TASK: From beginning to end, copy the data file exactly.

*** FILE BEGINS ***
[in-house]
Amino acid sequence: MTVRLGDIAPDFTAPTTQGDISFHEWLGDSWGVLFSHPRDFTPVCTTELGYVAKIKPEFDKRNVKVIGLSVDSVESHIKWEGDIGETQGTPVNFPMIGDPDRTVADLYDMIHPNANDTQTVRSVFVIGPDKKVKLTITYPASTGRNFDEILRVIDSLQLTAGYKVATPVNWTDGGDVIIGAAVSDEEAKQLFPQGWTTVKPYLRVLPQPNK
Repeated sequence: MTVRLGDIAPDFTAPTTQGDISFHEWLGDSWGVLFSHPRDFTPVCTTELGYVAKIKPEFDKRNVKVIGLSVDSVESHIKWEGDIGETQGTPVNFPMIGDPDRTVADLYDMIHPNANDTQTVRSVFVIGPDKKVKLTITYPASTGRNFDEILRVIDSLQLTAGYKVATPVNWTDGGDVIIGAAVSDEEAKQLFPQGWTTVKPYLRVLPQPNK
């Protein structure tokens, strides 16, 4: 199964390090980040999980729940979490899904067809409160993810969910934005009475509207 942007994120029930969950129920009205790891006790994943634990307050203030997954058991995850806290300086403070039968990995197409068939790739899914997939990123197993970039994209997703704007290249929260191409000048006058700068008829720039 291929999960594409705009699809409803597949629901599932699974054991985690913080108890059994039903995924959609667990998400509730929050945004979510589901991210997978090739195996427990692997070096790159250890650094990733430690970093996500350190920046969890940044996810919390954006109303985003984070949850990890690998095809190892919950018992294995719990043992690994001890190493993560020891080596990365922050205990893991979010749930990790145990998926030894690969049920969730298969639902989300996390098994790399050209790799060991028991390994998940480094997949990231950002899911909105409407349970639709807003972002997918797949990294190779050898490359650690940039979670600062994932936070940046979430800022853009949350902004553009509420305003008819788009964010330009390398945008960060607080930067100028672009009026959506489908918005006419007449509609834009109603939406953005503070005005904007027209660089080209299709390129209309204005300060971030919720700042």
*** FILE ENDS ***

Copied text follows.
[in-house]
Amino acid sequence: MTVRLGDIAPDFTAPTTQGDISFHEWLGDSWGVLFSHPRDFTPVCTTELGYVAKIKPEFDKRNVKVIGLSVDSVESHIKWEGDIGETQGTPVNFPMIGDPDRTVADLYDMIHPNANDTQTVRSVFVIGPDKKVKLTITYPASTGRNFDEILRVIDSLQLTAGYKVATPVNWTDGGDVIIGAAVSDEEAKQLFPQGWTTVKPYLRVLPQPNK
Repeated sequence: MTVRLGDIAPDFTAPTTQGDISFHEWLGDSWGVLFSHPRDFTPVCTTELGYVAKIKPEFDKRNVKVIGLSVDSVESHIKWEGDIGETQGTPVNFPMIGDPDRTVADLYDMIHPNANDTQTVRSVFVIGPDKKVKLTITYPASTGRNFDEILRVIDSLQLTAGYKVATPVNWTDGGDVIIGAAVSDEEAKQLFPQGWTTVKPYLRVLPQPNK
């Protein structure tokens, strides 16, 4: 199964390090980040999980729940979490899904067809409160993810969910934005009475509207 942007994120029930969950129920009205790891006790994943634990307050203030997954058991995850806290300086403070039968990995197409068939790739899914997939990123197993970039994209997703704007290249929260191409000048006058700068008829720039 291929999960594409705009699809409803597949629901599932699974054991985690913080108890059994039903995924959609667990998400509730929050945004979510589901991210997978090739195996427990692997070096790159250890650094990733430690970093996500350190920046969890940044996810919390954006109303985003984070949850990890690998095809190892919950018992294995719990043992690994001890190493993560020891080596990365922050205990893991979010749930990790145990998926030894690969049920969730298969639902989300996390098994790399050209790799060991028991390994998940480094997949990231950002899911909105409407349970639709807003972002997918797949990294190779050898490359650690940039979670600062994932936070940046979430800022853009949350902004553009509420305003008819788009964010330009390398945008960060607080930067100028672009009026959506489908918005006419007449509609834009109603939406953005503070005005904007027209660089080209299709390129209309204005300060971030919720700042």